I’d shared a body with Horus before. He’d been in my head for almost a week at Christmas, whispering suggestions and otherwise being annoying. During the fight at the Red Pyramid, I’d even experienced a perfect melding of his thoughts and mine. I’d become what Egyptians called the “Eye” of the god—all of his power at my command, our memories mixing together, human and god working as one. But I’d still been in my own body.

This time, things were reversed. I was a guest in Horus’s body, standing at the prow of a boat on the magical river that wound through the Duat. My eyesight was as sharp as a falcon’s. Through the fog, I could see shapes moving in the water—scaly reptilian backs and monstrous fins. I saw ghosts of the dead drifting along either shore. Far above, the cavern ceiling glistened red, as if we were sailing down the throat of a living beast.

My arms were bronze and muscular, circled with bands of gold and lapis lazuli. I was dressed for battle in leather armor, a javelin in one hand and a khopesh in the other. I felt strong and powerful like…well, a god.

Hello, Carter, said Horus, which felt like talking to myself.

“Horus, what’s up?” I didn’t tell him I was irritated by his intrusion into my sleep. I didn’t need to. I was sharing his mind.

I answered your questions, Horus said. I told you where to find the first scroll. Now you must do something for me. There is something I wish to show you.

The boat lurched forward. I grabbed the railing of the navigator’s platform. Looking back, I could see the boat was a pharaoh’s barque, about sixty feet long and shaped like a massive canoe. In the middle, a tattered pavilion covered an empty dais where a throne might once have sat. A single mast held a square sail that had once been decorated, but was now faded and hanging in shreds. Port and starboard, sets of broken oars dangled uselessly.

The boat must’ve been abandoned for centuries. The rigging was covered in cobwebs. The lines were rotten. The planks of the hull groaned and creaked as the boat picked up speed.

It is old, like Ra, Horus said. Do you really want to put this boat back into service? Let me show you the threat you face.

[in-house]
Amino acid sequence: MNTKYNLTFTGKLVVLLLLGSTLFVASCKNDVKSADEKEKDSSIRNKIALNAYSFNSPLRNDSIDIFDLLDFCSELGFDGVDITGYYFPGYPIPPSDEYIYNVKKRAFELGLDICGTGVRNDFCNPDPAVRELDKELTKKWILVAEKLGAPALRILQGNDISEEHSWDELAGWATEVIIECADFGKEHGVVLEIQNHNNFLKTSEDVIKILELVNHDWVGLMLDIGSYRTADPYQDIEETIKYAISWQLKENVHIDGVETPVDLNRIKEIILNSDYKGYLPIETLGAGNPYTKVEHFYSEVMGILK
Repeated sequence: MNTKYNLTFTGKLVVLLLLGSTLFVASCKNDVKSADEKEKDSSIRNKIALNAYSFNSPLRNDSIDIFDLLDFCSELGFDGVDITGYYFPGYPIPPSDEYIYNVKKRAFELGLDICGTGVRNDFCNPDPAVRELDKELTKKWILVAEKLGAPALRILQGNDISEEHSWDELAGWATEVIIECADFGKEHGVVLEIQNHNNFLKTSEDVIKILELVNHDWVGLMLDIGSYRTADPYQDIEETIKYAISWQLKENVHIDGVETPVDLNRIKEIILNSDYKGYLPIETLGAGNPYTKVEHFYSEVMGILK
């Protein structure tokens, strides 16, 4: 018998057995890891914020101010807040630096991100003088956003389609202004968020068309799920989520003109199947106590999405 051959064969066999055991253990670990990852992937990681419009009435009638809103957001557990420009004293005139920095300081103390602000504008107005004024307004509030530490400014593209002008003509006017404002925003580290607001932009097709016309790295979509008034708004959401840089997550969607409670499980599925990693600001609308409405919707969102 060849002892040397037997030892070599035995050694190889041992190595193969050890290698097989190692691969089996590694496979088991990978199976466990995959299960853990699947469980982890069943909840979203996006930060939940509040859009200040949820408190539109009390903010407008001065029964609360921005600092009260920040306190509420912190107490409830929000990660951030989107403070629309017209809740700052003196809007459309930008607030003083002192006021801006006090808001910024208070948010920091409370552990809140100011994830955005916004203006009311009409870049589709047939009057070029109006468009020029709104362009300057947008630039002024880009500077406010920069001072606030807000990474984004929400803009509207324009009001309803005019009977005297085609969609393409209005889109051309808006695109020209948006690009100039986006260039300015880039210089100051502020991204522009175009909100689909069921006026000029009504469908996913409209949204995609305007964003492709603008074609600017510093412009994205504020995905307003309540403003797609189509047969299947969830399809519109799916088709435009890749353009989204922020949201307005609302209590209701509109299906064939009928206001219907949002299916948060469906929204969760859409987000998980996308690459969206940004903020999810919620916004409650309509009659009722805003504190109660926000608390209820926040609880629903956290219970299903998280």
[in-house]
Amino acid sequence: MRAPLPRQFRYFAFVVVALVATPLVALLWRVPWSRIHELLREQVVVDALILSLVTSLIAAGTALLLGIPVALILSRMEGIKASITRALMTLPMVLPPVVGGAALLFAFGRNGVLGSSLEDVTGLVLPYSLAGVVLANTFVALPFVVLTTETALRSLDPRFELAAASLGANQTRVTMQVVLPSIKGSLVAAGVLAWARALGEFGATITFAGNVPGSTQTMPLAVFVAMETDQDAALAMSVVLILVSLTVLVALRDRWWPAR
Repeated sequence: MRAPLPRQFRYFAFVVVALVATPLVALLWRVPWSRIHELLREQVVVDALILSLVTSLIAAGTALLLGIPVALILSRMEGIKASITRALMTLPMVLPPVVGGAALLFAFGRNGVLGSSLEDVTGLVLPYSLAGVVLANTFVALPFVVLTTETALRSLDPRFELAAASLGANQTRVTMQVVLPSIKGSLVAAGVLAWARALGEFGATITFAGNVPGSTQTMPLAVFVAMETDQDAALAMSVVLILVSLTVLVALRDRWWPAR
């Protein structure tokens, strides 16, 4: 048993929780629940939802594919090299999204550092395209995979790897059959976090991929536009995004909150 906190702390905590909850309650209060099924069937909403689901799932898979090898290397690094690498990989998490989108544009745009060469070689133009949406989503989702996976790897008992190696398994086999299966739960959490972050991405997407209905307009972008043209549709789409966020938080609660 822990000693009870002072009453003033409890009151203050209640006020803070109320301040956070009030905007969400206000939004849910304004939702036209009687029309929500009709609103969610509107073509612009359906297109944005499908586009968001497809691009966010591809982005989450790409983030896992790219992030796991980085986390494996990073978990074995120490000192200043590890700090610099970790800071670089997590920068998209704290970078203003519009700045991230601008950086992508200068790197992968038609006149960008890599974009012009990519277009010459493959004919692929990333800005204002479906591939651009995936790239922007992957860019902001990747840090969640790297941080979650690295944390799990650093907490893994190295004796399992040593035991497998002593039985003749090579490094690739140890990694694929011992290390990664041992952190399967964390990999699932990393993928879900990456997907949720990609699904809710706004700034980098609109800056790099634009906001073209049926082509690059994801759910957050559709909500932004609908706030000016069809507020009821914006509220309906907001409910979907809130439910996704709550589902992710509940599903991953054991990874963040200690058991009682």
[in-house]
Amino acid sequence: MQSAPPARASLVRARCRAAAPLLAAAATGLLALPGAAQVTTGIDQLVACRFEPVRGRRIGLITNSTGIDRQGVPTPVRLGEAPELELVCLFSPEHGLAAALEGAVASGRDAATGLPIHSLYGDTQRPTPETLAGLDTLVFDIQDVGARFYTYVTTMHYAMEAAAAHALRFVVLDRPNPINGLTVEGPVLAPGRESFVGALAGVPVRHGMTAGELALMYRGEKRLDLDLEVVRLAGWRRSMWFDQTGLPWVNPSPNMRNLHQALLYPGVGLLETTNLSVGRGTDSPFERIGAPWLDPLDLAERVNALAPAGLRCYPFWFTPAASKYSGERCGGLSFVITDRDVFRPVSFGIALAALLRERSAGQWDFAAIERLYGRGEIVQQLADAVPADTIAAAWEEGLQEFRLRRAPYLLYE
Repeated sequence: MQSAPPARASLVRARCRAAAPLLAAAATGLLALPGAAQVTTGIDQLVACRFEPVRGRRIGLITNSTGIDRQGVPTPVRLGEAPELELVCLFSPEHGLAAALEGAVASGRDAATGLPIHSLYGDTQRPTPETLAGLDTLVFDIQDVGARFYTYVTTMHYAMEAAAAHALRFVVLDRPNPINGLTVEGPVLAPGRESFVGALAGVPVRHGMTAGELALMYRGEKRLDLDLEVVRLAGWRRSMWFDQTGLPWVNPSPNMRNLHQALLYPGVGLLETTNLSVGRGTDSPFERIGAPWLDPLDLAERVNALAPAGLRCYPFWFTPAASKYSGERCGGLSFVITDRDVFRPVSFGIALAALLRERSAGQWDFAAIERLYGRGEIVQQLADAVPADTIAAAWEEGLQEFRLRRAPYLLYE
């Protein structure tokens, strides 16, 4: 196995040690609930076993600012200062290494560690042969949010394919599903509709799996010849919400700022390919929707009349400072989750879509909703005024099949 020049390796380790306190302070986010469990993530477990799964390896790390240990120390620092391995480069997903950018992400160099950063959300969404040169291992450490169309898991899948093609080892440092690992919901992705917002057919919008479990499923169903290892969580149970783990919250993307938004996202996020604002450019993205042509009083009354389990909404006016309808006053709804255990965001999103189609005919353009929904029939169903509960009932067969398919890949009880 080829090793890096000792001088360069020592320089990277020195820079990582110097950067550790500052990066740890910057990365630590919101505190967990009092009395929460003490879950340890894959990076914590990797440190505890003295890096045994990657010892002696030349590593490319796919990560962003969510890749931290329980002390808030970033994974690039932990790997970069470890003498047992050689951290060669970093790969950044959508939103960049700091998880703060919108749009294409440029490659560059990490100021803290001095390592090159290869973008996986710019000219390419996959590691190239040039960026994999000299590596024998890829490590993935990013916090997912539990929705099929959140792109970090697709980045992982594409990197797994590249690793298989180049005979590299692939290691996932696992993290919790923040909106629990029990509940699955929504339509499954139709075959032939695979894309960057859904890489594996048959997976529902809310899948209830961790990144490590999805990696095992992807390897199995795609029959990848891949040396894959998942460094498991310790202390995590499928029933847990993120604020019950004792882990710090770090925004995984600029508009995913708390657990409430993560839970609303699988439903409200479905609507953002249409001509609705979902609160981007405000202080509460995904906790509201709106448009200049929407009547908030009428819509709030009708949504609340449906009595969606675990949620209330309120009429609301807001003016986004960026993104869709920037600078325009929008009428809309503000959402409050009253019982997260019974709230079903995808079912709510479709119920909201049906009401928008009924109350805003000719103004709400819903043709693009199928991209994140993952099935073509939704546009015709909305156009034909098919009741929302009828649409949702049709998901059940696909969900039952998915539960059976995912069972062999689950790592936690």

The rudder turned us into the current. Suddenly we were racing downstream. I’d sailed on the River of Night before, but this time we seemed to be much deeper in the Duat. The air was colder, the rapids faster. We jumped a cataract and went airborne. When we splashed down again, monsters began attacking. Horrible faces rose up—a sea dragon with feline eyes, a crocodile with porcupine bristles, a serpent with the head of a mummified man. Each time one rose up, I raised my sword and cut it down, or speared it with my javelin to keep it away from the boat. But they just kept coming, changing forms, and I knew that if I hadn’t been Horus the Avenger—if I had just been Carter Kane trying to deal with these horrors —I would go crazy, or die, or both.

Every night, this was the journey, Horus said. It was not Ra who fended off the creatures of Chaos. We other gods kept him safe. We held back Apophis and his minions.

We plunged over another waterfall and crashed headlong into a whirlpool. Somehow, we managed not to capsize. The boat spun out of the current and floated toward the shore.

The riverbank here was a field of glistening black stones —or so I thought. As we got closer, I realized they were bug shells—millions and millions of dried-up beetle carapaces, stretching into the gloom as far as I could see. A few living scarabs moved sluggishly among the empty shells, so it seemed like the whole landscape was crawling. I’m not even going to try to describe the smell of several million dead dung beetles.

The Serpent’s prison, Horus said.